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Mark A. Augusti, Conformis, Inc. - CEO, President & Director [22]

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Yes, so first off, look, I know and rightly so, there should be a lot of focus on this. I mean in and of itself, the 5% given where the market is at wasn't necessarily horrible. It was a little under where we would have liked to have been and certainly I think from an expectation standpoint. My bigger concern is just around some of these problem areas and the energy going forward and the drag. So I hope there's an acknowledgement that we're trying to get ahead of this from that standpoint. To directly answer your question, we did indicate that we'd have 20% additional growth. And we're a little shy of that at the end of Q3, I want to say we're kind of in the 15% to 17% range. But we still have that as a target and the team still keeps working to find quality representation.

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Joshua Thomas Jennings, Cowen and Company, LLC, Research Division - MD and Senior Research Analyst [23]

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Should we be thinking about, I mean there's always attrition and addition, but was there net attrition in Q3? And did that impact the results in the quarter in the US?

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Paul S. Weiner, Conformis, Inc. - CFO & Treasurer [24]

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There was a little bit of attrition, you're talking a couple of percent from where we were looking to grow. But no, I would say that it wouldn't have any direct impact on it related to the adds as it does take a while for them to get really productive. So I don't think any changes in the salesforce would have had any effect on our topline in the third quarter.

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Mark A. Augusti, Conformis, Inc. - CEO, President & Director [25]

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That's exactly what I was going to say, more of an issue of just some other changes in dynamics from that standpoint.

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Joshua Thomas Jennings, Cowen and Company, LLC, Research Division - MD and Senior Research Analyst [26]

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Understood. Then just wanted to ask about the 2019 kind of target that you're setting. Can you help us just break that down a little bit just in terms of US versus international growth and just any outlook just in terms of how much iHip can add to the revenue growth as well?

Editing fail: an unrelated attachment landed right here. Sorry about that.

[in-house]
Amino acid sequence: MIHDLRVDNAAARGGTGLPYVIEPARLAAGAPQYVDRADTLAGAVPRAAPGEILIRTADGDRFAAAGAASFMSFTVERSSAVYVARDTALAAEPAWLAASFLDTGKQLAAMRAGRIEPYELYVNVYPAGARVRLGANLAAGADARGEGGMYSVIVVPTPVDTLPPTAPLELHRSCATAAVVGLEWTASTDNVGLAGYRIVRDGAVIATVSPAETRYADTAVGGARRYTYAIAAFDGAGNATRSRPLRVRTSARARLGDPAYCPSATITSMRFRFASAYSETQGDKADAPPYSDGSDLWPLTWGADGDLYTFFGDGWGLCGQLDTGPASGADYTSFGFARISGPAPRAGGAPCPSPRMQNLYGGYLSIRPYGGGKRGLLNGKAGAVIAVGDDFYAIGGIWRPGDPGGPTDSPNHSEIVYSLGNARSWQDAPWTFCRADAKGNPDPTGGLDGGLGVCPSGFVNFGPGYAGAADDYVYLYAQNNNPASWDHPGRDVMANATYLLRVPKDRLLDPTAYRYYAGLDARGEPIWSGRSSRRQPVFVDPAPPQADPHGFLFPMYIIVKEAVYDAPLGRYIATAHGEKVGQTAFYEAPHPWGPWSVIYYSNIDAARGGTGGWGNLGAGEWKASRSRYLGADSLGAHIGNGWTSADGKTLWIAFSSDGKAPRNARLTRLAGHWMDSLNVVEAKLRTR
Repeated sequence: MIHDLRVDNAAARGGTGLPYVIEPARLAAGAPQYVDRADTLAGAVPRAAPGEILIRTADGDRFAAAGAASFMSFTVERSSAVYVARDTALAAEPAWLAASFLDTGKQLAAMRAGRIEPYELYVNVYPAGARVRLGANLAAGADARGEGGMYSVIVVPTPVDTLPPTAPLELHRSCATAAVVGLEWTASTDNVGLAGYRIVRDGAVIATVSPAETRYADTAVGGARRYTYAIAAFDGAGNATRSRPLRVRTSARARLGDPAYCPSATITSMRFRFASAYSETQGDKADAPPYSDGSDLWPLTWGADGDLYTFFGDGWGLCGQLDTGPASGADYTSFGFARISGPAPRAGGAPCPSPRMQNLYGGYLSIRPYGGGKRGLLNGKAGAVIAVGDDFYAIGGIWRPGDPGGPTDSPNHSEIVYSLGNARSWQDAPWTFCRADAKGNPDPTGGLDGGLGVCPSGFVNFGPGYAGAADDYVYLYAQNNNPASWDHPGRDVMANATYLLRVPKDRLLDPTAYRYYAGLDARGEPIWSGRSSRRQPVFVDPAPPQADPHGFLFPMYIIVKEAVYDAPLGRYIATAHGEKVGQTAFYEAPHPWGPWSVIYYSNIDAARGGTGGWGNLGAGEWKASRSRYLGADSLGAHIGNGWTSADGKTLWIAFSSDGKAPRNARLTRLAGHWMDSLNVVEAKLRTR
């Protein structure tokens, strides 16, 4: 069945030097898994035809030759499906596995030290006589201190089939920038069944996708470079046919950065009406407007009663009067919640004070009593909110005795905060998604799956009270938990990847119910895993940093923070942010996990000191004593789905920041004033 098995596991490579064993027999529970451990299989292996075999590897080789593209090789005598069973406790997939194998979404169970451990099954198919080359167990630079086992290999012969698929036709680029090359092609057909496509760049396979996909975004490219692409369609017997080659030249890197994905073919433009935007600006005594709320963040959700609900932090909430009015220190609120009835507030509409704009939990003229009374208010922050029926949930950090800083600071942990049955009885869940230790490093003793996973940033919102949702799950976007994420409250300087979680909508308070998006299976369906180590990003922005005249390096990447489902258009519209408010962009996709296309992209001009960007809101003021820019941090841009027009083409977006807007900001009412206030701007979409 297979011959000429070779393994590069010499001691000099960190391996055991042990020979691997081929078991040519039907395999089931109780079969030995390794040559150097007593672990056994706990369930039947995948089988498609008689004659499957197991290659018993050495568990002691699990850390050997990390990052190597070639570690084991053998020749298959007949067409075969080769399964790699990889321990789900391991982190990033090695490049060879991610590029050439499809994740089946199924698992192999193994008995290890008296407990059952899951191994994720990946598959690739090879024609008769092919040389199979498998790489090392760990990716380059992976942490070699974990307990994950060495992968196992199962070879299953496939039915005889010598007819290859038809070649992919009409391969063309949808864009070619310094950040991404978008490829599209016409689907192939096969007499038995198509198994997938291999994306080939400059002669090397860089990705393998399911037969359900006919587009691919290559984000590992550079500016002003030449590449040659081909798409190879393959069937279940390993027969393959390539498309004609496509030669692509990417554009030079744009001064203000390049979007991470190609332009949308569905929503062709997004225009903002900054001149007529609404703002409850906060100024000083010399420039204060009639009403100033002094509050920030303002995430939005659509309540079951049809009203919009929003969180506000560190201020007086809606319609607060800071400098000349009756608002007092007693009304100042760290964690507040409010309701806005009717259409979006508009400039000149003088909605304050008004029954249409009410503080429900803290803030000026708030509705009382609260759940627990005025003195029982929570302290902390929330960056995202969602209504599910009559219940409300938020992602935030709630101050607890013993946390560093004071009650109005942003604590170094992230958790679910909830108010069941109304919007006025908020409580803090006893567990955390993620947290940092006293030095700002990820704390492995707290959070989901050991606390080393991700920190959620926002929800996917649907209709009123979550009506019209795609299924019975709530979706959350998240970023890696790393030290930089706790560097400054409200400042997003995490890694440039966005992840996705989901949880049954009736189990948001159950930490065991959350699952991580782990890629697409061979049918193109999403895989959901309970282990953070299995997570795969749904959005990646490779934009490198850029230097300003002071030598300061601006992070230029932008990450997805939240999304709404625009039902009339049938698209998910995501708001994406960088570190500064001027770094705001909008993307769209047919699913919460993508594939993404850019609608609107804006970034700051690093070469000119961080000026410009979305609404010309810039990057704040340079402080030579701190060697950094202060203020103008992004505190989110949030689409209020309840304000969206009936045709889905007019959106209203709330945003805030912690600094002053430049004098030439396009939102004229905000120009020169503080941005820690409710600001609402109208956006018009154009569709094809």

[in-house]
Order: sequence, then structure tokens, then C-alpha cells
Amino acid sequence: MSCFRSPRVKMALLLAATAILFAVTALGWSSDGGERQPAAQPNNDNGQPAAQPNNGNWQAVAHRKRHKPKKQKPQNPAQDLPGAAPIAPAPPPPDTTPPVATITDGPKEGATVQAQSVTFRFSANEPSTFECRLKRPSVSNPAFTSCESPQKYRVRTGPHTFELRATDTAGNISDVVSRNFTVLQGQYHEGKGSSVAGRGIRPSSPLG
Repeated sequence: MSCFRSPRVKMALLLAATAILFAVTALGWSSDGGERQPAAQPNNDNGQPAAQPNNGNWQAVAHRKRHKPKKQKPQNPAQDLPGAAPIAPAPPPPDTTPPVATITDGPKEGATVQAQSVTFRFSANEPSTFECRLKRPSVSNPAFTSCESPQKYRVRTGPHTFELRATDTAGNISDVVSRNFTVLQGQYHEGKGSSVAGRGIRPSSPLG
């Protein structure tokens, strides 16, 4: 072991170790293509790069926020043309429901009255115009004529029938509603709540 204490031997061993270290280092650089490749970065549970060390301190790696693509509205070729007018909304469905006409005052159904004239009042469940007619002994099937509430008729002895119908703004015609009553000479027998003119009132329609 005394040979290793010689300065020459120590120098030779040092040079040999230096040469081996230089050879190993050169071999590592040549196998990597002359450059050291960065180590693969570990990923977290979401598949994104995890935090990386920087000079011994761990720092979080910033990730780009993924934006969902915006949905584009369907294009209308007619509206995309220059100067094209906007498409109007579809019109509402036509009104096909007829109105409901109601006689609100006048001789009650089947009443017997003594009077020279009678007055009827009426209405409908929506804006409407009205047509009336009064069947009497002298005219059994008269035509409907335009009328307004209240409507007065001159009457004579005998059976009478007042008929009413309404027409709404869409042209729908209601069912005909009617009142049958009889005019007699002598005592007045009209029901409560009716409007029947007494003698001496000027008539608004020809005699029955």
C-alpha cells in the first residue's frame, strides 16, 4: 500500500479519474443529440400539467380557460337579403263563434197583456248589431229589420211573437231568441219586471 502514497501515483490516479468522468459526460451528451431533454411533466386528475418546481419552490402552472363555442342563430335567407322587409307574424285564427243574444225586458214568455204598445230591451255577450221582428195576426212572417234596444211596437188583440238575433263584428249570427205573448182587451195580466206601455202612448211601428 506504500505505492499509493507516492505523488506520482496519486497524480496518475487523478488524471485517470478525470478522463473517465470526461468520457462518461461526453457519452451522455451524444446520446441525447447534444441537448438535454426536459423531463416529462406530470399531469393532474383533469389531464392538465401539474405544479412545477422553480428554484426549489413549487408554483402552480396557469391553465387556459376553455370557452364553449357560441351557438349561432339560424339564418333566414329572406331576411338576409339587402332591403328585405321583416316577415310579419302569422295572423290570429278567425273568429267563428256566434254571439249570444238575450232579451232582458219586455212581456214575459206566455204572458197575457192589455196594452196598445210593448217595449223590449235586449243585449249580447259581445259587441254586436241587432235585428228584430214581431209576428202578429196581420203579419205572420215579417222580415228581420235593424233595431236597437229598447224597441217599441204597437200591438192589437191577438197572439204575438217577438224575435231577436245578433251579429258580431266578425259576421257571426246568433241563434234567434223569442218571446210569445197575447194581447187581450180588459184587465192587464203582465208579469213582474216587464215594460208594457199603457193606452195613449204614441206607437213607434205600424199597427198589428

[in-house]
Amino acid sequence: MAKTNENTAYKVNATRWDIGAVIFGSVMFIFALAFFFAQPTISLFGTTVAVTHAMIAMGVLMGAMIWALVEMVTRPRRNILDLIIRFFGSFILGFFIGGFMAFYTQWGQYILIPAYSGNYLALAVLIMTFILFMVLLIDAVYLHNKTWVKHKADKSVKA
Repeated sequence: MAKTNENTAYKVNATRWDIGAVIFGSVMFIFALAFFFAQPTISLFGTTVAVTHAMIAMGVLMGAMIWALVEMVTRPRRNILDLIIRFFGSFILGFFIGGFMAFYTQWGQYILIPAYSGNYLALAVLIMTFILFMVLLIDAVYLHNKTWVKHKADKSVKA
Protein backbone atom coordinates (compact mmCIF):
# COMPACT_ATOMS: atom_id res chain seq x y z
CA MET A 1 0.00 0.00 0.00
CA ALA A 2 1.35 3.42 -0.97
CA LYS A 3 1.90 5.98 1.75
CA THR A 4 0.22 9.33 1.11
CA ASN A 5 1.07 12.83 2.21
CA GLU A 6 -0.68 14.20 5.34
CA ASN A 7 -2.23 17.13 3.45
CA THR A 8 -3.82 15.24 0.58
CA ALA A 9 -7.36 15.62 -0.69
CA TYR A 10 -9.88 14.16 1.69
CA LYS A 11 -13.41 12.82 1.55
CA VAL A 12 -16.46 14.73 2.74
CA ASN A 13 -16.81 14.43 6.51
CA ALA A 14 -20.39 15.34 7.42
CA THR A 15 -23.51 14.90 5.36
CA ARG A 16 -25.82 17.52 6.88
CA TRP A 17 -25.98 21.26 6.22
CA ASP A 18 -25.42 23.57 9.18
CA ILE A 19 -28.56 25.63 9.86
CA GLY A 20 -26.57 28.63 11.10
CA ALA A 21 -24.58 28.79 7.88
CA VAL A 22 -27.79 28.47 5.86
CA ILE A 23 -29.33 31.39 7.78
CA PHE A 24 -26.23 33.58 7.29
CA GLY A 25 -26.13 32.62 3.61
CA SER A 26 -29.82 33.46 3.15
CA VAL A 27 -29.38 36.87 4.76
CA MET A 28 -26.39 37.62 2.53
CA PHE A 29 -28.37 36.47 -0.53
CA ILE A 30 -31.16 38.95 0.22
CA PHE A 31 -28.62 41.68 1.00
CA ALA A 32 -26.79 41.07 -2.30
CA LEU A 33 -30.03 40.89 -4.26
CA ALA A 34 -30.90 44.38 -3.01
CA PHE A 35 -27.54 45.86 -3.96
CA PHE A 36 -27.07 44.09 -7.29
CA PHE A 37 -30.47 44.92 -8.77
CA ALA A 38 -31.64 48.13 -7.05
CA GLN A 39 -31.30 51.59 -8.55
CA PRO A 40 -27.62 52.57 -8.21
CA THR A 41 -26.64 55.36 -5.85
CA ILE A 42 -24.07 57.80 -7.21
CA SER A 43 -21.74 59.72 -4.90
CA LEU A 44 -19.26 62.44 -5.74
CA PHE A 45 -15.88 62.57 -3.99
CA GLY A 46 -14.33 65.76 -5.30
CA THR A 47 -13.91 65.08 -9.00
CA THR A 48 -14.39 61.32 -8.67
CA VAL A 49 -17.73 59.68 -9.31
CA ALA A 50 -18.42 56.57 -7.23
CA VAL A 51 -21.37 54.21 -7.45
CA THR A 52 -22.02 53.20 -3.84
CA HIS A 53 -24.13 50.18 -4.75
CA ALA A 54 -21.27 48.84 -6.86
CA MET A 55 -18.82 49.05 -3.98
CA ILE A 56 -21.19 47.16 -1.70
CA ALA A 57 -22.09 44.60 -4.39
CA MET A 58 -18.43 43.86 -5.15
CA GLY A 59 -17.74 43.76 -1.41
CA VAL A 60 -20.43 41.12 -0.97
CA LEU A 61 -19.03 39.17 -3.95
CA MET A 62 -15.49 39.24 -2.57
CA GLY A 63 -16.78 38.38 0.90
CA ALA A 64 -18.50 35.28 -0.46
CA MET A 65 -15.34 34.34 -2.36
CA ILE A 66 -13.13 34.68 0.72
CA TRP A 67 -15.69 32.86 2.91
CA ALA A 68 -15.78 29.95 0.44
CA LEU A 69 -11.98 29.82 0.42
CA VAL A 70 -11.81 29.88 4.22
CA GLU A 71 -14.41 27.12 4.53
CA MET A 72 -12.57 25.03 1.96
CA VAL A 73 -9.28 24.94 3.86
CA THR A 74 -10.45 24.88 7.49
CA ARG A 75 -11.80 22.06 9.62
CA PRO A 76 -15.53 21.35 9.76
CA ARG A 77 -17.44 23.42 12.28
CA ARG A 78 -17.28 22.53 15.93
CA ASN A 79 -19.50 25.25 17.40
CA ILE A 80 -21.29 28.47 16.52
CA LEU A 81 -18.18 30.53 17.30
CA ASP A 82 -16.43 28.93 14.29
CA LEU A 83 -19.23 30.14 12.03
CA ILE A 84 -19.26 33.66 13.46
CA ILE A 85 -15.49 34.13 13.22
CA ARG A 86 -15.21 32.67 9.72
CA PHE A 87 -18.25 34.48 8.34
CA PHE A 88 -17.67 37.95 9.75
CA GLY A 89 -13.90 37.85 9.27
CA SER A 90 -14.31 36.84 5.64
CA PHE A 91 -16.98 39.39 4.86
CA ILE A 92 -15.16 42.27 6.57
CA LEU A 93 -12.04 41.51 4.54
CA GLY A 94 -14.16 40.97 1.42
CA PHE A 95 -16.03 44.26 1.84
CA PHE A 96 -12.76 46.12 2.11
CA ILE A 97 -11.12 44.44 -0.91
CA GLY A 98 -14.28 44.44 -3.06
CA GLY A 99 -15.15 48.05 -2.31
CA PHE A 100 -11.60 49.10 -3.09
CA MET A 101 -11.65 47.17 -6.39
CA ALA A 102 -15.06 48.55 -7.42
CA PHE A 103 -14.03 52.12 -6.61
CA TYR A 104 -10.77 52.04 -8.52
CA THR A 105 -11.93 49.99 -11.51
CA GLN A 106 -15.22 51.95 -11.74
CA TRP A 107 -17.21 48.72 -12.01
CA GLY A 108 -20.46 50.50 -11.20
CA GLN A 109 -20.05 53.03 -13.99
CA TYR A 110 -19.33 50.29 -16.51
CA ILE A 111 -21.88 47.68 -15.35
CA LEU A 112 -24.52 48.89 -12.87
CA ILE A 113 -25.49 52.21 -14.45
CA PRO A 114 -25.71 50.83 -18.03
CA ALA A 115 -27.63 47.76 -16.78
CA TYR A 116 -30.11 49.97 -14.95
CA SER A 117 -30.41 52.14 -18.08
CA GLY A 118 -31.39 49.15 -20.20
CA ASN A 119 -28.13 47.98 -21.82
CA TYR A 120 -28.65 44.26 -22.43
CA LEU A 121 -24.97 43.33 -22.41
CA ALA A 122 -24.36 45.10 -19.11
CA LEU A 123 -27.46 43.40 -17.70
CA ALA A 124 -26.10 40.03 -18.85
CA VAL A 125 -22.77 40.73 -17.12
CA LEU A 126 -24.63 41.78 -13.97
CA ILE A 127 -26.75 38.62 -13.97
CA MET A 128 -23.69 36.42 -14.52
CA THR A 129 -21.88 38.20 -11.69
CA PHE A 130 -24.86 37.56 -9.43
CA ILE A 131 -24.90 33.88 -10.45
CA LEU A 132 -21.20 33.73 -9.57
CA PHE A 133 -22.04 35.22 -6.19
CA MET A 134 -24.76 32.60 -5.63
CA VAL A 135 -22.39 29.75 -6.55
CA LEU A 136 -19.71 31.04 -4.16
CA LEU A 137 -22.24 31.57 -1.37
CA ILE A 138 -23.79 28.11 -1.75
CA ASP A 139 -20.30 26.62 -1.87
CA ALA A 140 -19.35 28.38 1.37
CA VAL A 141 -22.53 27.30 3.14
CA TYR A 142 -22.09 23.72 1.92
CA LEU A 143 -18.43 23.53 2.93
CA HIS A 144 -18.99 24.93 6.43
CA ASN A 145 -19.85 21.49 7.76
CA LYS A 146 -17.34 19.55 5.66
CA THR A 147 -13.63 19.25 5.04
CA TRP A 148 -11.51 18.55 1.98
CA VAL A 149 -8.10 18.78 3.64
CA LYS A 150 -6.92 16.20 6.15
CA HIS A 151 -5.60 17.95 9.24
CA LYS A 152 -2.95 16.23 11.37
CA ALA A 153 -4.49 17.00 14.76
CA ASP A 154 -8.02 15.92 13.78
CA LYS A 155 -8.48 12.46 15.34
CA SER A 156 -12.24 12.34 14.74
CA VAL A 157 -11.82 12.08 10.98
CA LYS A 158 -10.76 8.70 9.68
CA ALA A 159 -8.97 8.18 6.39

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Mark A. Augusti, Conformis, Inc. - CEO, President & Director [27]

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We might be able to give you a little flavor for US and OUS, but I don't want to get too deep into, Josh. I appreciate it, this is the earliest we've ever signaled, but one of the challenges we have obviously is trying to help you guys model out the hip and how we think about hip. This quarter, it was only about $200,000, the next quarter it's going to be a little bigger and we don't want to get into arguments about materiality and stuff. But it does pose a little bit of challenge for us from a management standpoint because we don't know exactly when we're going to turn the full commercial launch on. I don't want to be in a position where I feel like I have to do something ahead of time. I really want to get this right. And it's going to introduce a lot of variability in there. And then like I said, part of the challenge, the reason why I made a change is the go forward in the US knee growth around some of these, I liked the previous questioner's comment about these retractable or structurally challenging geographies we have and how we can change some of that.

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Paul S. Weiner, Conformis, Inc. - CFO & Treasurer [28]

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Again, directionally, since we're not giving guidance for 2019, I want to be clear about that, but as far as directionally, our thinking around the 5%, one, yes it does include hip. But really, that revenue relates to the limited launch. Because even if we hit our target in the second half of 2019 related to the full commercial launch, it still takes a while to onboard surgeons and penetrate their accounts such that it is anything meaningful on the topline. So again, if we're successful at hitting our second half target and depending on when we hit it in the second half, we wouldn't expect the topline really to be positively affected by the full commercial launch until the beginning, first half of 2020. As far as directionally on US versus OUS, if we're talking about 5% overall, we're talking a little bit above that 5% in the US and we're probably talking continued negative growth OUS as Germany is the biggest part of our OUS business, while we continue to add on other countries and resolve the reimbursement issue in Germany.

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Joshua Thomas Jennings, Cowen and Company, LLC, Research Division - MD and Senior Research Analyst [29]

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Great, that's helpful. And then just lastly, I know you guys have ramped up to a degree in your direct patient outreach, social media programs, etc. Any update in terms of the progress there or how you're tracking it and whether or not you feel like you're having some incremental success as we're moving through this year?